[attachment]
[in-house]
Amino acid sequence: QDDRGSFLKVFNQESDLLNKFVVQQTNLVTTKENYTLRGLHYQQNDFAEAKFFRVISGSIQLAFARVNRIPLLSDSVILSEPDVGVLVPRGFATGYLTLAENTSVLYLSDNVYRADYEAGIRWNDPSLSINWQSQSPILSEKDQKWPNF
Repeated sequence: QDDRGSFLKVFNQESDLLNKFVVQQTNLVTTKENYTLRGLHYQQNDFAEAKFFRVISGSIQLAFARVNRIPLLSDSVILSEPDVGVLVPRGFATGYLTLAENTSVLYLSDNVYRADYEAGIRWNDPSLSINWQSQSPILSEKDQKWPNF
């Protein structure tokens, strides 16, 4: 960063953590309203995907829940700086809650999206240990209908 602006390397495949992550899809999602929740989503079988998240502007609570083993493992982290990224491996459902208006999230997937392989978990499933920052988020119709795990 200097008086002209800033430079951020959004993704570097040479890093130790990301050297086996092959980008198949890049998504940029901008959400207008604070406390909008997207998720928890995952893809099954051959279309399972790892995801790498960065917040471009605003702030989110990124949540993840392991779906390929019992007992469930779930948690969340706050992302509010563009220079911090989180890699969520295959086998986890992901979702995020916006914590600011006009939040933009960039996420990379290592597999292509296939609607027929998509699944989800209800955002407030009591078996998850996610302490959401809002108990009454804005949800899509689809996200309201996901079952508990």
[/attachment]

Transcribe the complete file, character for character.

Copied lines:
[in-house]
Amino acid sequence: QDDRGSFLKVFNQESDLLNKFVVQQTNLVTTKENYTLRGLHYQQNDFAEAKFFRVISGSIQLAFARVNRIPLLSDSVILSEPDVGVLVPRGFATGYLTLAENTSVLYLSDNVYRADYEAGIRWNDPSLSINWQSQSPILSEKDQKWPNF
Repeated sequence: QDDRGSFLKVFNQESDLLNKFVVQQTNLVTTKENYTLRGLHYQQNDFAEAKFFRVISGSIQLAFARVNRIPLLSDSVILSEPDVGVLVPRGFATGYLTLAENTSVLYLSDNVYRADYEAGIRWNDPSLSINWQSQSPILSEKDQKWPNF
């Protein structure tokens, strides 16, 4: 960063953590309203995907829940700086809650999206240990209908 602006390397495949992550899809999602929740989503079988998240502007609570083993493992982290990224491996459902208006999230997937392989978990499933920052988020119709795990 200097008086002209800033430079951020959004993704570097040479890093130790990301050297086996092959980008198949890049998504940029901008959400207008604070406390909008997207998720928890995952893809099954051959279309399972790892995801790498960065917040471009605003702030989110990124949540993840392991779906390929019992007992469930779930948690969340706050992302509010563009220079911090989180890699969520295959086998986890992901979702995020916006914590600011006009939040933009960039996420990379290592597999292509296939609607027929998509699944989800209800955002407030009591078996998850996610302490959401809002108990009454804005949800899509689809996200309201996901079952508990």